But the lack of style, a few little mistakes here and there, as well as a bit of a yawning performance from Edward Norton, all makes it hard for me to even feign agreement when people say this is SO AMAZING. I remember seeing this in theatre – I was so pumped, beyond excitement. It didn’t live up to the hype then, it still doesn’t now. I do own this on DVD, because I’m a completist; even own Hannibal Rising which isn’t the greatest either. I just really can’t get onboard with people saying this is incredible or that it’s better than Manhunter. Nah, not for me.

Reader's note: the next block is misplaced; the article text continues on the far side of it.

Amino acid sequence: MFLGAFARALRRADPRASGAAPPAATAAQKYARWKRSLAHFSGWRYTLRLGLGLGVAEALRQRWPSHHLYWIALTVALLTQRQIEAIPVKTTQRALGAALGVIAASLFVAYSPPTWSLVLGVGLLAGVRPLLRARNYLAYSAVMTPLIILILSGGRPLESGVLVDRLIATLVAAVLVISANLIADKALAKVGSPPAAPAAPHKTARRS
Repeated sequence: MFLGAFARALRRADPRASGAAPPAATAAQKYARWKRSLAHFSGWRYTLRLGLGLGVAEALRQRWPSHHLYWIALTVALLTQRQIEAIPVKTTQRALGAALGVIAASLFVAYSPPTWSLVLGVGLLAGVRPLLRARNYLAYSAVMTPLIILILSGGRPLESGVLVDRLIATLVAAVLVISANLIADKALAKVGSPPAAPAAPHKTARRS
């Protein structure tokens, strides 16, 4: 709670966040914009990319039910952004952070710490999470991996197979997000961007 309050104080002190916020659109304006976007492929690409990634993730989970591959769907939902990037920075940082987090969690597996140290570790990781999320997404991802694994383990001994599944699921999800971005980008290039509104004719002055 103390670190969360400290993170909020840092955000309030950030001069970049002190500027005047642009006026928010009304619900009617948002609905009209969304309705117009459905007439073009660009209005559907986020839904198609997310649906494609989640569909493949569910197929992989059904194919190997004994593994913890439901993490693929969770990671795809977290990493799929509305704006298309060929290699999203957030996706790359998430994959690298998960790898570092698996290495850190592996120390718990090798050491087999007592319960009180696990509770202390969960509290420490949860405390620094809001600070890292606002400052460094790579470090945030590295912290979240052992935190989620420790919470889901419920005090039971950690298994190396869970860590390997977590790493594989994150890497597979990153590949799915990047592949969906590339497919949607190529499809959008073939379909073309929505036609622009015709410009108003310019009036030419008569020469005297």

Still a decent adaptation of the Thomas Harris novel, Red Dragon is a good movie. Don’t think it’s better than it is, there are plenty of flaws and not enough style to Ratner’s direction to forgive them. See it and be your own judge, but do not get sucked into the hype. There are better visions of Will Graham, Hannibal Lecter, Jack Crawford, and Francis Dolarhyde elsewhere.
Will, Hannibal, and the Great Red Dragon come face to face.